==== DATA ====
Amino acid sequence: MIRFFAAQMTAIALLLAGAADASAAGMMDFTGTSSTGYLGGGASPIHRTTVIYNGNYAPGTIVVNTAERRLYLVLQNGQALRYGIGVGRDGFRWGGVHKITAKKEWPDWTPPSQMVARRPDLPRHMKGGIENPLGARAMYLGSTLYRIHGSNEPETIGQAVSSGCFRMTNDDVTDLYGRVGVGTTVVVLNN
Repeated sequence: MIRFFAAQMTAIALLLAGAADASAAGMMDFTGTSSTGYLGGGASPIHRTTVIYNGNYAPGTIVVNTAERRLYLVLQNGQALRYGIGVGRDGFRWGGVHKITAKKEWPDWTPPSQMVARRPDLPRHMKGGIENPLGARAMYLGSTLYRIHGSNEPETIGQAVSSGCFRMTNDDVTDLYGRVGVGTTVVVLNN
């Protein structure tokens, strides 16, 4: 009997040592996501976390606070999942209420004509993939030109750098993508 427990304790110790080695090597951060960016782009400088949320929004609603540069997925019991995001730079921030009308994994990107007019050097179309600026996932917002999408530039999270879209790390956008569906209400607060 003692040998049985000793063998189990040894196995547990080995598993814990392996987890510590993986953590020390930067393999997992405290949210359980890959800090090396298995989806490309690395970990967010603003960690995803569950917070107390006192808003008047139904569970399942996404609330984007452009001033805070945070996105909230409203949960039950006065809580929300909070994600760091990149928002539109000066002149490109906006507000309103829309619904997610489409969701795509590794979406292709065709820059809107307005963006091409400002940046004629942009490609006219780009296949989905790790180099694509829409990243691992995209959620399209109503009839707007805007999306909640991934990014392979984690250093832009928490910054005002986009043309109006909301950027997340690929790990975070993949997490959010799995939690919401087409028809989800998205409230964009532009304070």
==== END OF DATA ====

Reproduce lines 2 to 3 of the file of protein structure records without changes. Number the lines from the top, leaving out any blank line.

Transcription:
Repeated sequence: MIRFFAAQMTAIALLLAGAADASAAGMMDFTGTSSTGYLGGGASPIHRTTVIYNGNYAPGTIVVNTAERRLYLVLQNGQALRYGIGVGRDGFRWGGVHKITAKKEWPDWTPPSQMVARRPDLPRHMKGGIENPLGARAMYLGSTLYRIHGSNEPETIGQAVSSGCFRMTNDDVTDLYGRVGVGTTVVVLNN
């Protein structure tokens, strides 16, 4: 009997040592996501976390606070999942209420004509993939030109750098993508 427990304790110790080695090597951060960016782009400088949320929004609603540069997925019991995001730079921030009308994994990107007019050097179309600026996932917002999408530039999270879209790390956008569906209400607060 003692040998049985000793063998189990040894196995547990080995598993814990392996987890510590993986953590020390930067393999997992405290949210359980890959800090090396298995989806490309690395970990967010603003960690995803569950917070107390006192808003008047139904569970399942996404609330984007452009001033805070945070996105909230409203949960039950006065809580929300909070994600760091990149928002539109000066002149490109906006507000309103829309619904997610489409969701795509590794979406292709065709820059809107307005963006091409400002940046004629942009490609006219780009296949989905790790180099694509829409990243691992995209959620399209109503009839707007805007999306909640991934990014392979984690250093832009928490910054005002986009043309109006909301950027997340690929790990975070993949997490959010799995939690919401087409028809989800998205409230964009532009304070």